Saturday, April 22, 2006

For the bibliophile that has everything

Buying books for bibliophiles can be a pain. If you buy something really new, they probably won't have read it, unless they love the subject/author so much they buy immediately. If you buy something out of left field, you risk saddling them with a book they don't want, but feel compelled to read. A nice book they are unlikely to have is one of David Siegel's Used bookstore guides (examples include Pacific Coast and South Atlantic. Each bookstore listing (and there are hundreds in each book) gives the size of the collection, the specialties (if any) and where appropriate a description of the staff or quality. A top of the line book store like Powell's or Wonderbook will get a long listing, while the store that sells 10 year old copies of sci-fi novels won't get much.

The nice thing about the guides is that you can research bookstores on any route you might be taking. You can string them along into an all day bookgasm or you can be sure to add a book visit on any trip you might be taking. It's fun just to read along. One of my favorite things is to explore a new bookstore and find some hidden treasure. Sure, if I really want something specific, that is out of print, I would try Powell's or Abebooks or Alibris. But there is nothing like wandering stacks of books, unless of course they reek of old book mildew.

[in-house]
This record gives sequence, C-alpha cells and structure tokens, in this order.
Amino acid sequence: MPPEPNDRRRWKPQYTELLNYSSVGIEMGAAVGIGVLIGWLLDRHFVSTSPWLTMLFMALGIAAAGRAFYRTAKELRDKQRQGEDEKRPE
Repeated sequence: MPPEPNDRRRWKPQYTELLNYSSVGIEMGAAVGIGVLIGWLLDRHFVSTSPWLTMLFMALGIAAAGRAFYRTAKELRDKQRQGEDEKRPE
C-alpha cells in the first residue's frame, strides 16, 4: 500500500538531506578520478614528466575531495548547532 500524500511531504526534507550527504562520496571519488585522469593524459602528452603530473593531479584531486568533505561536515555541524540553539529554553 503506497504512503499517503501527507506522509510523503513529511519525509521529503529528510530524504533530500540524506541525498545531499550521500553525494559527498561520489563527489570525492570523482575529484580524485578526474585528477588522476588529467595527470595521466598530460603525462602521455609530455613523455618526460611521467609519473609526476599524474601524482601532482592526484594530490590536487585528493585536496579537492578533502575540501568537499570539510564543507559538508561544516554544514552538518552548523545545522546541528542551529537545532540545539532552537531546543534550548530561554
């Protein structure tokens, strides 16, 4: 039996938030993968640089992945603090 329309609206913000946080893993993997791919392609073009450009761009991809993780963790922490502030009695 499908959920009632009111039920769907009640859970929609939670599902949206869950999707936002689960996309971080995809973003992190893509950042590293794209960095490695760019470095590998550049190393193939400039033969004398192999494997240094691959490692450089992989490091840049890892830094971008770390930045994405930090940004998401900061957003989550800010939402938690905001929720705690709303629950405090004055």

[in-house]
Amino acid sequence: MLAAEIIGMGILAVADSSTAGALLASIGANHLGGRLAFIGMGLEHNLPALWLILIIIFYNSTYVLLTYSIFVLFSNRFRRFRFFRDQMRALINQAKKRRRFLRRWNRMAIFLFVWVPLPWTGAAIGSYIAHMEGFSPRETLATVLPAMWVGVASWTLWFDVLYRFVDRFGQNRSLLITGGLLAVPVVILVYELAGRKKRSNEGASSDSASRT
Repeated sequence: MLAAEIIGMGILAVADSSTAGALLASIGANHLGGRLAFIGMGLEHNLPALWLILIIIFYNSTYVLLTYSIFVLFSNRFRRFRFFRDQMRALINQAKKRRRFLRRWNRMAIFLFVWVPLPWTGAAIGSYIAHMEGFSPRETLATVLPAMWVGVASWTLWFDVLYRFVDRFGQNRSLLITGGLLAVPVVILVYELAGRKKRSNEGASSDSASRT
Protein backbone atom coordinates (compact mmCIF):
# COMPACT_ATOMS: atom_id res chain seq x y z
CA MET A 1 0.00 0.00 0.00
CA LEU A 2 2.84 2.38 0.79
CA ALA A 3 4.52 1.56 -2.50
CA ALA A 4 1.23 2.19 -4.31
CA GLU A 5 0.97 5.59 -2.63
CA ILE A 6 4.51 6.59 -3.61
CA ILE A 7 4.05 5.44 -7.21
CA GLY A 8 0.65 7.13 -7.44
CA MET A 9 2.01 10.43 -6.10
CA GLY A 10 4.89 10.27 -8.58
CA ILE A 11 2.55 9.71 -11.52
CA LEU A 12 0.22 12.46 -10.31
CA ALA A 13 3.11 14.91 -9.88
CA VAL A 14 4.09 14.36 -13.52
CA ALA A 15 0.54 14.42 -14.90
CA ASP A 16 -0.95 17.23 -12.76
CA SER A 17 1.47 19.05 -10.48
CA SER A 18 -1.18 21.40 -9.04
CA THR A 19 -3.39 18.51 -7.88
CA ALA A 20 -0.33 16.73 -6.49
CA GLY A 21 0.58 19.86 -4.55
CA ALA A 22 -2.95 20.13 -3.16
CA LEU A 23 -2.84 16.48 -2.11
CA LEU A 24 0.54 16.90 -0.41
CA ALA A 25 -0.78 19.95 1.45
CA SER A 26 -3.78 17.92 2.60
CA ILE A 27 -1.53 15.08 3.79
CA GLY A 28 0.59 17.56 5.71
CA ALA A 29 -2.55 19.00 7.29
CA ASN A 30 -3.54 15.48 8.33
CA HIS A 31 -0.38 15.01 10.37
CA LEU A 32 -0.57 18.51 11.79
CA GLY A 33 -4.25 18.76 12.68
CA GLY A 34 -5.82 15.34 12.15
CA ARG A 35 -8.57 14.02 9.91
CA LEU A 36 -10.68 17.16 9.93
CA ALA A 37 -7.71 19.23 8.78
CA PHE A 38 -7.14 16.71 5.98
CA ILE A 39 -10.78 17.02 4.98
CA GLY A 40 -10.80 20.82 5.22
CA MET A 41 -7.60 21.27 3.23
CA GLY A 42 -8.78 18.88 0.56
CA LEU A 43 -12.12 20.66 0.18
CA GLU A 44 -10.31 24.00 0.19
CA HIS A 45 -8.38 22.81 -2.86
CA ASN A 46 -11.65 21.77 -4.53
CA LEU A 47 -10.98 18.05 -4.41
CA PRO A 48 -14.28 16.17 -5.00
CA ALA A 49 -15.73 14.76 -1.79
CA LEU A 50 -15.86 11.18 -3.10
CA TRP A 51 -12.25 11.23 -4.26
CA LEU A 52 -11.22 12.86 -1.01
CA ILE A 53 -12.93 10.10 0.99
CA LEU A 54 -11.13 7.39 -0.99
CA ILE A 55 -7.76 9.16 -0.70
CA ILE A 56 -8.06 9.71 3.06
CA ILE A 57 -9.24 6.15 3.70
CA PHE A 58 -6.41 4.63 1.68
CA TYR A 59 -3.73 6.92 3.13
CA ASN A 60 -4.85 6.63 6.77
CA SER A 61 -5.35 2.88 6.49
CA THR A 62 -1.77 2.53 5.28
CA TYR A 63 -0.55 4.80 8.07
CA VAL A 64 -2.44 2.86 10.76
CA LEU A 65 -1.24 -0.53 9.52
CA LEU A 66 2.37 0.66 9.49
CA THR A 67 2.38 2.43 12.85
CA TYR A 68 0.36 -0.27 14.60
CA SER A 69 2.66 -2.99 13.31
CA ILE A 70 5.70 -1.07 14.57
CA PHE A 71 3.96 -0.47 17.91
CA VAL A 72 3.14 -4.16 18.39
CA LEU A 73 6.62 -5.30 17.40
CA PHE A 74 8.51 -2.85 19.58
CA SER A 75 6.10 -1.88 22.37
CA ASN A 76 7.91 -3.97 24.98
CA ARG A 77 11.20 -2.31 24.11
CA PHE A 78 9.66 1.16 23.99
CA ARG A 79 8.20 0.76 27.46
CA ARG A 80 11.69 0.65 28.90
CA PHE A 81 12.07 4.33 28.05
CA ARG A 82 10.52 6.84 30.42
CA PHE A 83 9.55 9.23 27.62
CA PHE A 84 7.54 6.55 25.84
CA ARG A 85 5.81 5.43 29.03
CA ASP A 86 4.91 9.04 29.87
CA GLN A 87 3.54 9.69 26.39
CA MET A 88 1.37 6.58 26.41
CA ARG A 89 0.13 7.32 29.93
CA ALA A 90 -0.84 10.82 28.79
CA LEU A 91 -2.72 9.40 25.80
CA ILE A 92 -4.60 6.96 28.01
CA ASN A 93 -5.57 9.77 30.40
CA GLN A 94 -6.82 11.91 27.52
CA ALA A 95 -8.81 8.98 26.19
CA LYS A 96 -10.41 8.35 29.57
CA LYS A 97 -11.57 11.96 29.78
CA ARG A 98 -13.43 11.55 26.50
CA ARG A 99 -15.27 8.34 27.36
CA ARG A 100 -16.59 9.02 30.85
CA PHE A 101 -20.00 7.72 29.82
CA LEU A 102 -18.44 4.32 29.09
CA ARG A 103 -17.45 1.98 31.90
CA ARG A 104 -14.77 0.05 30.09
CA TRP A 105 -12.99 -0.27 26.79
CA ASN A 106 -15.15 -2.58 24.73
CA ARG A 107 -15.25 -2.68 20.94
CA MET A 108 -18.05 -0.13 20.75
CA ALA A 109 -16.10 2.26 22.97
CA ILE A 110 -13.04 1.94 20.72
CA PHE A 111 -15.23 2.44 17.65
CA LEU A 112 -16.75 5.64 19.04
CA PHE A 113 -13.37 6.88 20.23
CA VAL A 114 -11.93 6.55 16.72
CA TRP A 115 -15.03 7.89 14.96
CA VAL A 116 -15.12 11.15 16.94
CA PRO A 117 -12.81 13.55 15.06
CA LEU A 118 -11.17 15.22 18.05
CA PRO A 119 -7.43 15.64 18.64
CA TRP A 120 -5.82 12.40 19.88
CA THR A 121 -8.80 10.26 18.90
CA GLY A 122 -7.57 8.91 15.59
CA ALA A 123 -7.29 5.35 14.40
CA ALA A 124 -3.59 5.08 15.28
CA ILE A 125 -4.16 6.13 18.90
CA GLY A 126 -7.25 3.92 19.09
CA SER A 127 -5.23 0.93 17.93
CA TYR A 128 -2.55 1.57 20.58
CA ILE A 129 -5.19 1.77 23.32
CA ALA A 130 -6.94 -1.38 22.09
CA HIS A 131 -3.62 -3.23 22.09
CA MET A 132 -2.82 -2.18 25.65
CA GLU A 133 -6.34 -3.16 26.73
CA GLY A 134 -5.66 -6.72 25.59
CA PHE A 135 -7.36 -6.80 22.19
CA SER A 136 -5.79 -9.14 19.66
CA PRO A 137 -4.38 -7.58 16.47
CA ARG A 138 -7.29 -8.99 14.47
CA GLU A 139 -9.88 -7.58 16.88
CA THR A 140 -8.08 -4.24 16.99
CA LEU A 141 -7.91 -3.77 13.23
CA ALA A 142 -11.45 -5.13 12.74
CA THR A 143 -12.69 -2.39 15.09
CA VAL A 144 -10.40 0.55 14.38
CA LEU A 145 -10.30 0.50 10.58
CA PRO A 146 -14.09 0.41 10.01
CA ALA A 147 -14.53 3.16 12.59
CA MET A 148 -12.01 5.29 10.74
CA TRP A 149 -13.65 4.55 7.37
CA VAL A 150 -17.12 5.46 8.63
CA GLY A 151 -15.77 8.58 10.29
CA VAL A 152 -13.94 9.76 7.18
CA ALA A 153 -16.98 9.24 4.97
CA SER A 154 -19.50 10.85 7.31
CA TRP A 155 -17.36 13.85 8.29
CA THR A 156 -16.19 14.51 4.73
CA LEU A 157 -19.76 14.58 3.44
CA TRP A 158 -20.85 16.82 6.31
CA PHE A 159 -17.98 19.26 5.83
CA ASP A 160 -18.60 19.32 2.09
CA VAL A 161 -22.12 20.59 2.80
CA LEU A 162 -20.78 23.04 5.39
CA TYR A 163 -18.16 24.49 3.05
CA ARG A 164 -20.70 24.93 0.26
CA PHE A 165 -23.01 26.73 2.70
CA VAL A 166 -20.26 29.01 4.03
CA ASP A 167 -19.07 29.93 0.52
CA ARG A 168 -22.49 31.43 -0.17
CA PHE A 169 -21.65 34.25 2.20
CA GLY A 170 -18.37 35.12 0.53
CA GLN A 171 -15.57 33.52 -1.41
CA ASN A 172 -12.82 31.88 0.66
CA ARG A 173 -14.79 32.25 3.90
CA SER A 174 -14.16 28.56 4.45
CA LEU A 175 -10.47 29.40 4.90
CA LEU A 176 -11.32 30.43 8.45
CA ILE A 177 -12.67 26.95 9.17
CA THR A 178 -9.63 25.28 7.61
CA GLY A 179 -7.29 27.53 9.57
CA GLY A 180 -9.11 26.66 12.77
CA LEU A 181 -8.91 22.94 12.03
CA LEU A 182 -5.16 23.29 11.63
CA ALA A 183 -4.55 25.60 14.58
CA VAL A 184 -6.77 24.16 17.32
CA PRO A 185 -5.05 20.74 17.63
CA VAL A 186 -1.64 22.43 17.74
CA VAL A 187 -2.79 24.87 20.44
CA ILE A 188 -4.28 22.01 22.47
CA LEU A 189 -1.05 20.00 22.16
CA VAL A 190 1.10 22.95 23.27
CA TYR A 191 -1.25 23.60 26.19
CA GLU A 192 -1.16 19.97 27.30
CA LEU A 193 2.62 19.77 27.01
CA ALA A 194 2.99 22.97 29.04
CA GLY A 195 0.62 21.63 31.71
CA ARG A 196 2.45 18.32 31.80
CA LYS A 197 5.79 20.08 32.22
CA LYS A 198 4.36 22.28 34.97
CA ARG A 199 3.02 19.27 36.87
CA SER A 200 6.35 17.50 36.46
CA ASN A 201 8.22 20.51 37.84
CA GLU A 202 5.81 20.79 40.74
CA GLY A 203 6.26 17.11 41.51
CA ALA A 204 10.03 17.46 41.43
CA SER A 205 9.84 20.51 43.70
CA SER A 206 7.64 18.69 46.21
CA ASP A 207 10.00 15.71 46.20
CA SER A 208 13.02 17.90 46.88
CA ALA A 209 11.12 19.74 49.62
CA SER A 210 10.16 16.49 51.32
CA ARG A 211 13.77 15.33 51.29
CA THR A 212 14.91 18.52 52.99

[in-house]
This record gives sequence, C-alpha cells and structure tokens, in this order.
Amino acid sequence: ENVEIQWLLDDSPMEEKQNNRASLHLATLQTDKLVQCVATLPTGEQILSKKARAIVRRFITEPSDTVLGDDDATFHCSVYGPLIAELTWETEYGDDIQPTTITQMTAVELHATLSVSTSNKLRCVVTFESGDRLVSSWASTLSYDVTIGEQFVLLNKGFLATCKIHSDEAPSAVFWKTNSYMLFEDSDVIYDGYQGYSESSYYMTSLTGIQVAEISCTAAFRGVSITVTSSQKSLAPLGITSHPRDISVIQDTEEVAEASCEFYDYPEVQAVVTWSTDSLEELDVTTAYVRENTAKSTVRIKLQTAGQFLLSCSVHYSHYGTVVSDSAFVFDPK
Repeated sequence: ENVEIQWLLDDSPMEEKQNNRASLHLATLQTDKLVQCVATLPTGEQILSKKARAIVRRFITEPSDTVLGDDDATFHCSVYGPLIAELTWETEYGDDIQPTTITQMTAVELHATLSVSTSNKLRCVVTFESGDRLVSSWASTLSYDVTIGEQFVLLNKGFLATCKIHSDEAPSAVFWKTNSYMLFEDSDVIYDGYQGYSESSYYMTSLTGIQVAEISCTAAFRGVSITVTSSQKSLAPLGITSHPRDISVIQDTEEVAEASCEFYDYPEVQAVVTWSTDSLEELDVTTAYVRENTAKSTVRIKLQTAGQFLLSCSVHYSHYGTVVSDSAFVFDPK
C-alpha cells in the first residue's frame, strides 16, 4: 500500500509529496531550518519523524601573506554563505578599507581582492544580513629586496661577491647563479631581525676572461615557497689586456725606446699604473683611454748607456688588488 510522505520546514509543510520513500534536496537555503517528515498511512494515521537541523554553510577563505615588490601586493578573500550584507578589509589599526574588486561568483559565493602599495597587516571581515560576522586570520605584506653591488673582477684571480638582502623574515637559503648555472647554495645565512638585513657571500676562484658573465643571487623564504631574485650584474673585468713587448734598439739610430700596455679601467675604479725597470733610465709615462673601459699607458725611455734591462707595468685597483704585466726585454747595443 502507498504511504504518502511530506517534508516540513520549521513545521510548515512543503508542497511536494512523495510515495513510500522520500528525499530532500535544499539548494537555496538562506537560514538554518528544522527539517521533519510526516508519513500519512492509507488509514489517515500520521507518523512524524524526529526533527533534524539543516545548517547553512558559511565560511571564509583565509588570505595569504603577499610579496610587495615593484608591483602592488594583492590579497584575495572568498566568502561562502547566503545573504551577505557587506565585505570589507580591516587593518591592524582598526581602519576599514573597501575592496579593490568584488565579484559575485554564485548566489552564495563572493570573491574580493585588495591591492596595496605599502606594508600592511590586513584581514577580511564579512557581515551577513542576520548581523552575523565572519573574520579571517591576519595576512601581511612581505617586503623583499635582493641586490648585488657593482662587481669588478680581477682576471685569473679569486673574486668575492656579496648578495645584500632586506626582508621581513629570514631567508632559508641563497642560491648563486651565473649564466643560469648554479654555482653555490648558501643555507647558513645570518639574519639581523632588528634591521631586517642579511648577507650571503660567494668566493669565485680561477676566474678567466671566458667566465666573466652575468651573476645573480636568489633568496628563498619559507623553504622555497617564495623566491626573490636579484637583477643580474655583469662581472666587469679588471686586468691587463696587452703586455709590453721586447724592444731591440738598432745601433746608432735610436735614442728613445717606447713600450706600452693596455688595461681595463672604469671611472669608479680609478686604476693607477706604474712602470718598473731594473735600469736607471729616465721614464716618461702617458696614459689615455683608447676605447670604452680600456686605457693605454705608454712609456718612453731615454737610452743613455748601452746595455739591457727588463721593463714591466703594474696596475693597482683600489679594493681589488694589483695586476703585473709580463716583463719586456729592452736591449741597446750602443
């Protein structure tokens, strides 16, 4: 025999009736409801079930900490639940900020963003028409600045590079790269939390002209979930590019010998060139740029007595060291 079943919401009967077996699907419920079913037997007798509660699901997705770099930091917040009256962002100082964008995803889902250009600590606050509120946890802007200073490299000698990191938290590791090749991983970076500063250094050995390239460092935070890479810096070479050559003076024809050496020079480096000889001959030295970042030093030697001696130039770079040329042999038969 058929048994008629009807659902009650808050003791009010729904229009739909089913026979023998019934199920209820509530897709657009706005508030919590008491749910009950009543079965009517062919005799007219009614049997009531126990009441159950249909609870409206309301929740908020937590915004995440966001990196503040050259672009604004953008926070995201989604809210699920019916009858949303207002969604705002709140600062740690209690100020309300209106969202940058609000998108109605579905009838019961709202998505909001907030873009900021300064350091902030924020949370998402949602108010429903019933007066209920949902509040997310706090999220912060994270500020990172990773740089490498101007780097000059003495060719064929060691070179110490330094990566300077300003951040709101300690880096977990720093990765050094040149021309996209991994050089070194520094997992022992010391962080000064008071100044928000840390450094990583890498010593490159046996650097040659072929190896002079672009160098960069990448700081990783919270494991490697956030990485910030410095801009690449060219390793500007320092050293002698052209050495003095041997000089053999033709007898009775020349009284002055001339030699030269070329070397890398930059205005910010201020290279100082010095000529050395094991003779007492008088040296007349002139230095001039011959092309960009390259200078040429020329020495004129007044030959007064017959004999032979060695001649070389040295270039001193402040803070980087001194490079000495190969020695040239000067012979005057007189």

I think all the flavors of bookstores have their place. Due to lack of sufficient funds and no current interest in collecting, I don't frequent the really high end bookstores that carry $100 and up tomes. The mid-range store is probably my favorite. Here you can find a trade paperback of good literary fiction while also finding out of print histories. One of my favorites in this category is Dupont Circle's Second Story Books. Rarely do I go in there and not find three or four things I want.

Even the low end has its place. Most people I know turn up their noses at the paperback exchange stores what with their large piles of mysteries, science fiction and, in particular, romance. They remain an excellent way to recycle paperbacks. They usually have a simple formula for trading in books so that you will know exactly how much credit you will get. Combined with the books they carry, they make an excellent place for grandparents. Dump a bunch of your books off, get some credit and give it to grandma. She will be in books for months as she takes hers back to get new ones. I myself can normally find something I want there, and they will take books that Powell's doesn't want.

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